In addition to doing some regular review work in EGMi, I’ve been writing news features for the print edition of EGM lately. This month’s issue has a massive two-page feature spread titled “Through The Lens” that I’m pretty psyched about. Located on pages 12 and 13, the piece focuses on a handful of interesting independent film makers that have created or are working on documentaries chronicling various aspects of gaming-related culture. The main piece focuses on 2 Player Productions (Reformat The Planet, Penny Arcade: The Series), the nice folks working on Indie Game: The Movie, Dan Lamoureux’s Nerdcore for Life, and the collective project that put together The Demoscene Documentary. There’s also a nod to Get Lamp, for text adventure gaming fans. Unfortunately, space limitations left a cool side-bar I wrote up (sorry Scott S.) on the cutting room floor, but that might see the light of day eventually in a separate piece.
This was a pretty busy issue all around. Beyond the feature, you can find my review write-up of And Yet It Moves (WiiWare) on pg. 76, and my second opinion to Bryan Stratton’s R.U.S.E. review is over on pg. 75. I have a few pieces headed for the next issue as well as some other stuff I’m working on for the digital edition. Awesome. Over and out.
“After many successful years on the West Coast, the annual Penny Arcade Expo recently made its East Coast debut in Boston, unleashing a veritable Pandora’s box of gaming nerdery into the Hynes Convention Center that spilled out into the surrounding area for several days of revelry. PAX is the only gaming focused convention of its size that’s accessible to the general public, and PAX East’s clear focus on giving players and fans a means of accessing their wildest geek fantasies over the course of a jam packed weekend assured the approximate 60,000+ attendees would have plenty to do during their stay.”
Check out the full photo feature here at MSN’s Game On.
Despite the slower game release schedule this month, it’s been a good week in other ways. Finally landed my first print feature for a major gaming mag. The issue will be out in November-ish. I’m not going to say much about it yet, so I don’t advertently jinx myself. Needless to say I’m excited, and it’s extremely gratifying to finally be getting some non-digital ink flowing again. Writing for a newspaper is fun, but seeing your work in a glossy mag on the newsstand is very different. There’s a possibility several other print opportunities will solidify in the near future. However, I’m waiting on baited breath to see what happens. I also recently started doing some casual gaming coverage for Gamezebo, which is a nice change of pace.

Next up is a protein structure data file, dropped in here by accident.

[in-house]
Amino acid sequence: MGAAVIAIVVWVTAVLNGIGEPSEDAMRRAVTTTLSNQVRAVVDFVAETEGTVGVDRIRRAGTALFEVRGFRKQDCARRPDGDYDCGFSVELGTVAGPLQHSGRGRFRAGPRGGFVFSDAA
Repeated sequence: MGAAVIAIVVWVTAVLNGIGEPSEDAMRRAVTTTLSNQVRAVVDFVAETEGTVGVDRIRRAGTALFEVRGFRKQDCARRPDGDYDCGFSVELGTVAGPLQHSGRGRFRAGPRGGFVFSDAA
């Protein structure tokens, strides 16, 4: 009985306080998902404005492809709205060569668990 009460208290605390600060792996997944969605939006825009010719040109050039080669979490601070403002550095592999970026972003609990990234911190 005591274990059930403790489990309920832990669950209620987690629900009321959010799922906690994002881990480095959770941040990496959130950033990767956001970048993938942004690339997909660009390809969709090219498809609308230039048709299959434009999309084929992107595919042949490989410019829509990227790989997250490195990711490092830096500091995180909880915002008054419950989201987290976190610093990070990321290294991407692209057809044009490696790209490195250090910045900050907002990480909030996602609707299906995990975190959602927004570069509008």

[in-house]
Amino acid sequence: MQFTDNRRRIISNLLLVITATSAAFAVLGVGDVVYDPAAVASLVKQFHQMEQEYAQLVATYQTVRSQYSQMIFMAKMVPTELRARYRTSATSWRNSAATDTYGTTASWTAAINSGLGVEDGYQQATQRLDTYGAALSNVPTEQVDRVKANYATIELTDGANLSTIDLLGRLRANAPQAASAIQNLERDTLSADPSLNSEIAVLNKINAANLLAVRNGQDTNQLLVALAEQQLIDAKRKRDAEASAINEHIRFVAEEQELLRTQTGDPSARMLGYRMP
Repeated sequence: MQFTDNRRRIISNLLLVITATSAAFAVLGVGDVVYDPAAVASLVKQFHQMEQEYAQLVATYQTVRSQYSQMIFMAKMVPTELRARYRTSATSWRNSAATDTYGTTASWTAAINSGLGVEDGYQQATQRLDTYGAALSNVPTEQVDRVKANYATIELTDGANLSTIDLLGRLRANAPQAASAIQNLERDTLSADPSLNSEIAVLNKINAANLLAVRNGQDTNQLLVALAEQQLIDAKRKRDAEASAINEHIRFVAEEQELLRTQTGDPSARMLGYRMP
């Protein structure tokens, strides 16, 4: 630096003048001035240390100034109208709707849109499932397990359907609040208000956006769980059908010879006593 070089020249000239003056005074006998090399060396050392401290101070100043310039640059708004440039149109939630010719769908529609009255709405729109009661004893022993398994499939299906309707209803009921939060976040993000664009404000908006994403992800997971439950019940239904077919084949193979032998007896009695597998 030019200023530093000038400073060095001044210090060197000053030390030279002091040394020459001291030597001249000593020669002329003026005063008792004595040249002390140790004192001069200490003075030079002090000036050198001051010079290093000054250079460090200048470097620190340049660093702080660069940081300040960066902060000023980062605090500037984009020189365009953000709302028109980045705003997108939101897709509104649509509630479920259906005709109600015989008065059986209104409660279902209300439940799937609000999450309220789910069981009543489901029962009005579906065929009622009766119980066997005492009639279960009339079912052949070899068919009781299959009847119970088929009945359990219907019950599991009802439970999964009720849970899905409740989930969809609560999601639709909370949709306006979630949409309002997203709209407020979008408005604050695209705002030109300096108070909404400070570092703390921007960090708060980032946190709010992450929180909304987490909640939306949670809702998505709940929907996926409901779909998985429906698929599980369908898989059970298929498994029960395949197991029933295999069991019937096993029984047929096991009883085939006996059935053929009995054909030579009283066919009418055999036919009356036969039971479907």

Aside from the day-to-day freelance work, there’s a lot of interviewing and research going on behind the scenes in my spare time. I’m making a lot of progress with contacts and info/quote gathering for the book project. Finally got a chance to check out Nerdcore For Life (thanks Dan L.), which is a great film about the geekier (RE: awesome) side of hip-hop. If you’re into that kind of thing, also check out Nerdcore Rising. Anyhow, back to work.
Interviews with nerdcore rappers and other various purveyors of geek music deliciousness continue to progress nicely. Should soon have enough research and interviews completed to be able to tackle the first third of the massive writing project that’s simmering, temporarily code-named “Awesome Geek Music Book You’ll Hopefully Want To Buy” for now. Starting to dig deeper into video game cover band and chiptune scenes. In the meantime, the desk is cluttered with review copies of games I’m mostly looking forward to playing and a decent list of writing work I need to get cranking on. Full steam ahead!
“Even before MC Frontalot coined the term “nerdcore” almost a decade ago to describe his own distinct flavor of hip hop, geeky rappers have busted out rhymes about videogames, AD&D, hacking, Star Wars, Lord of the Rings, computer culture and an array of other unabashedly nerdy subjects. As this singular hip hop scene continues to develop and gain momentum, it’s not surprising to find an increasing number of references to videogames and gamer culture woven throughout the lyrics and beats of many rappers who rally under the nerdcore banner.”
A fun feature exploring the connections between nerdcore hip hop and videogames. This piece will eventually be expanded into a chapter in the book I’m working on about the music of geek and gamer culture. Check out the full article at The Escapist here.
Expansive research and interviews for my forthcoming book on the music of geek and gamer culture continues (no solid title yet). I’ve got a variety of related articles in the works, one of which — a piece on the connection between nerdcore hip-hop and gaming — will be featured in an upcoming weekly issue of The Escapist early next month.
Aside from that major project, I’m continuing to churn out reviews, features, and columns on a steady basis (as you’ll see much of it posted here) and occasionally finding time to venture out into the outside world and get a nice blast of pleasant weather. Considering it’s still the slow season in the gaming world, it’s been a moderately busy few months, and I’m hoping to expand the volume of publications I write for in the near future. In any event, figured I’d drop a little text here to break up the article posts. I’ll be doing so off and on as I’ve got interesting stuff to share. Cheers.